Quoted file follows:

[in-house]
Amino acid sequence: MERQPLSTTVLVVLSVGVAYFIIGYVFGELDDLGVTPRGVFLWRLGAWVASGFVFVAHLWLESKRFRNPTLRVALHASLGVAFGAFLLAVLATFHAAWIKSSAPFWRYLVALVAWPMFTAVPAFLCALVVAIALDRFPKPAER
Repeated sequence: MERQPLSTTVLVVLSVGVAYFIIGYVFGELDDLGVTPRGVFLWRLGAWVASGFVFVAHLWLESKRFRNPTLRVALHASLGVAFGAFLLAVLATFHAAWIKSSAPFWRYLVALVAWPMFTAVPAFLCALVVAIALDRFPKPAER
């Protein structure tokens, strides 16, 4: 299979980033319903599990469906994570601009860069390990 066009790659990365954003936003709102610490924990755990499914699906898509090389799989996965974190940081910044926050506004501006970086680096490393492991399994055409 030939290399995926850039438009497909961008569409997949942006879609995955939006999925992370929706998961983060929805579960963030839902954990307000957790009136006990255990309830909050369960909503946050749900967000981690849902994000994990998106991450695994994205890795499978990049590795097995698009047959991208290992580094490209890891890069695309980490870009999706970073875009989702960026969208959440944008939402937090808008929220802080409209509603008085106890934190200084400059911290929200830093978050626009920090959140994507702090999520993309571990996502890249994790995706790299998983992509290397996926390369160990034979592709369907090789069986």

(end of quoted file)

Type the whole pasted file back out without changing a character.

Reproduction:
[in-house]
Amino acid sequence: MERQPLSTTVLVVLSVGVAYFIIGYVFGELDDLGVTPRGVFLWRLGAWVASGFVFVAHLWLESKRFRNPTLRVALHASLGVAFGAFLLAVLATFHAAWIKSSAPFWRYLVALVAWPMFTAVPAFLCALVVAIALDRFPKPAER
Repeated sequence: MERQPLSTTVLVVLSVGVAYFIIGYVFGELDDLGVTPRGVFLWRLGAWVASGFVFVAHLWLESKRFRNPTLRVALHASLGVAFGAFLLAVLATFHAAWIKSSAPFWRYLVALVAWPMFTAVPAFLCALVVAIALDRFPKPAER
């Protein structure tokens, strides 16, 4: 299979980033319903599990469906994570601009860069390990 066009790659990365954003936003709102610490924990755990499914699906898509090389799989996965974190940081910044926050506004501006970086680096490393492991399994055409 030939290399995926850039438009497909961008569409997949942006879609995955939006999925992370929706998961983060929805579960963030839902954990307000957790009136006990255990309830909050369960909503946050749900967000981690849902994000994990998106991450695994994205890795499978990049590795097995698009047959991208290992580094490209890891890069695309980490870009999706970073875009989702960026969208959440944008939402937090808008929220802080409209509603008085106890934190200084400059911290929200830093978050626009920090959140994507702090999520993309571990996502890249994790995706790299998983992509290397996926390369160990034979592709369907090789069986």